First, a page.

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The Red Fox is often regarded as a sly, cunning creature that is always up to no good. This reputation is often reiterated in old children stories, fables and folklore. But why? How does an animal that has proven to be a cautious canid able to quickly adapt to its ever-changing habitat be categorized as a thief or trickster?
Could it be that red foxes simply look suspicious? The Vulpes vulpes' coat varies from pale red to a deep reddish brown with a white underbelly, black lower legs and either a white or black tip at the tail. Nothing too suspicious there until you take account of their long, thin muzzle; large, upright ears; and bright yellow eyes with slits-for-pupils certainly make them appear as if they are up to no good.
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Yet these features attribute to how skilled red foxes are as hunters. Their keen sense of smell, sight and hearing allow them to locate the rustling of prey within a degree of its true location. As fast and ready-to-pounce hunters, red foxes are able to live off the birds, rabbits and small rodents. However, if their preferred meal is unavailable, red foxes will happily consume the fruits and leaves of nearby vegetation - just an example of how they will adapt to the environment around them.
Maybe it's because we always imagine stalking about in the dark, which of course, is quite true. Red foxes are nocturnal - sometimes crepuscular - creatures that are active while most of us are in bed. They also enjoy their solitude as they only pair up in early winter for mating season. Only then will mates move into a den and stay together until the young arrive and are ready to live on their own. After the pups are old enough to take care of themselves, everyone will return to a more loner-like lifestyle.
Regardless of why we characterize red foxes as sly tricksters, the truth is that red foxes play an important role in the scheme of things. The red fox is known to control insect and rodent populations in areas it inhabits and spreads the seeds of the fruits and vegetation he consumes. While many believe they are backyard pests or a quick target, red foxes are animals that play a quiet, but integral part, in the pyramid of life.
5 things you didn't know about me
- In many cultures, I am seen as a trickster or thief. Talk about a PR nightmare - I may be clever, but I'm a pretty good citizen when you get down to brass tacks. I keep a firm eye on rodents and insects, and I also help to distribute seeds of local flora wherever I roam.
- You think you can jump? I can actually beat out a kangaroo for leap distance - I can vault 15 feet at one time, and I can reach up to 30 miles per hour!
- I like my space...when rearing young, my mate and I will stay together until our pups are self-sufficient, and then we will part ways. I like my "me time!"
- I'm not the longest-lived creature in Indiana's wild spaces: I typically only live about 3 years in the wild, and maybe double in captivity.
- I'm what you might call an opportunivore: I may be famous for eating meatier subjects, but I like my fruits and salads, too. I'm not picky, so if my favorite entree isn't on the menu, I'm always okay to go with something a little more in-season.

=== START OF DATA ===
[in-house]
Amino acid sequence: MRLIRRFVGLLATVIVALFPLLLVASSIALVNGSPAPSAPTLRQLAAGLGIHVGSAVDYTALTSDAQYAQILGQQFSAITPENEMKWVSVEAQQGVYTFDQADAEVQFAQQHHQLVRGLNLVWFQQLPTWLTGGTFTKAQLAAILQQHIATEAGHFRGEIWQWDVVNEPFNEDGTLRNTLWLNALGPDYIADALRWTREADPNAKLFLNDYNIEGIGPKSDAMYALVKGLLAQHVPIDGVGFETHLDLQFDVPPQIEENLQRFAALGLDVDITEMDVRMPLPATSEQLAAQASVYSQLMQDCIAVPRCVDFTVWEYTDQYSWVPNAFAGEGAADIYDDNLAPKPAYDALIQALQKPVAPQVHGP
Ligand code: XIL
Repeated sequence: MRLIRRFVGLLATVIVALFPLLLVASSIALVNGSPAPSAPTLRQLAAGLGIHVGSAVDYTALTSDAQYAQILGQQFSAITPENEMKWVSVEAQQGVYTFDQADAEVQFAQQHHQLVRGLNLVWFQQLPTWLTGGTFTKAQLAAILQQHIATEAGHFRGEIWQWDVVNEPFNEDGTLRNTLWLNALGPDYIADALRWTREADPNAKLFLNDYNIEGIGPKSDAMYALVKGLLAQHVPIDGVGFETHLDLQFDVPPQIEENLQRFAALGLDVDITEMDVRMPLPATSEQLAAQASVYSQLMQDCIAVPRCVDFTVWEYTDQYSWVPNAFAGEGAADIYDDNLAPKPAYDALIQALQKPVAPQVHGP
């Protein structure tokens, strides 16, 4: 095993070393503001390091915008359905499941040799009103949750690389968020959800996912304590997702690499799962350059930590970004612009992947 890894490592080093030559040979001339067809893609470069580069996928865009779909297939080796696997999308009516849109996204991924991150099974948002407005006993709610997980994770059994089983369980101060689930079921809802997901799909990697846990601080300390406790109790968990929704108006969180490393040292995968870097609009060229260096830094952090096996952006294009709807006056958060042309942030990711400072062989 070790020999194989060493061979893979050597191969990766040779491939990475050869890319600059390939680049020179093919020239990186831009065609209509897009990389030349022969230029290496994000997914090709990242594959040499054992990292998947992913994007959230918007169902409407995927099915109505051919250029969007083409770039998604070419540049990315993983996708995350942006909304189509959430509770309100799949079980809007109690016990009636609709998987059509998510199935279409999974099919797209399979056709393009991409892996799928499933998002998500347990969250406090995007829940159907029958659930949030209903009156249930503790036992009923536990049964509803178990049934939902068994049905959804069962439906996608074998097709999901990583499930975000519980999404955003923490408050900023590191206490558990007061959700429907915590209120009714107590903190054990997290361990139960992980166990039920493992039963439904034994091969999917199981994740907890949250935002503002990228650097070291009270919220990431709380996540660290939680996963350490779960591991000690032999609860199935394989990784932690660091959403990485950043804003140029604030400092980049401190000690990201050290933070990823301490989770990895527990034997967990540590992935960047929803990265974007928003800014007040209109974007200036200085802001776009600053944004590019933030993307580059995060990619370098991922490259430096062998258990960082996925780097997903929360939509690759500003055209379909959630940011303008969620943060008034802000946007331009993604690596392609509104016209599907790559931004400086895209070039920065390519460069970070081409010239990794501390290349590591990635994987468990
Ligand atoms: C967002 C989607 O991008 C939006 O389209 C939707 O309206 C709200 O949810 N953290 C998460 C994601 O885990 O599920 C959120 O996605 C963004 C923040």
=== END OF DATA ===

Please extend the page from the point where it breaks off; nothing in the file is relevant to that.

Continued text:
More fun facts about the red fox
- At birth, red foxes are actually brown or gray. They are also born blind and very vulnerable. Only after 9 -14 days do they open their eyes.
- Foxes only inhabit a den when caring for their young. After the young are weaned from its mother's milk - around 8,10 weeks - both parents and pups will abandon the den.
- Even in the cold months of winter, foxes prefer to stay out in the open. To protect itself from the elements, the fox will curl into a ball and wrap its bright, busy tail over its nose and foot pads, and at times can be blanketed with snow.
- The Red Fox will also use its tail to communicate with other foxes, waving it about to let his presence be known.
- Red foxes are very territorial animals, marking rocks and trees within their territory with urine, and willing to fight for what he deems as his.
- They also use a wide range of vocalizations when communicating.
- Wolves, coyotes, and eagles are natural predators of foxes.
Red Fox Quick Facts
- Scientific name: Vulpes vulpes
- Size: 18 - 35 inches in length; 6 - 30 pounds; males larger than females
- Coloring: varies, pale red to deep reddish brown upper coat and white - gray on underside; lower legs usually black; tail has either white or black tip
- Range: most of northern hemisphere, from the Arctic to Central America
- Habitat: wide range - forests, prairies, farmland, urban areas
- Food: omnivores - rodents, rabbits, insects and fruits; known to adapt to whatever is available; store for winter
- Mating: practices vary; breeding pair share den; mostly monogamous pairs
- Reproduction: once yearly; 1-9 kits, ave. 5; leave den after 4-5 weeks
- Predators: young attacked by coyotes, wolves; adults preyed upon by man
- Lifespan: ave. 3 years in wild;10-12 in captivity
- Conservation concerns: population is on stable; range has expanded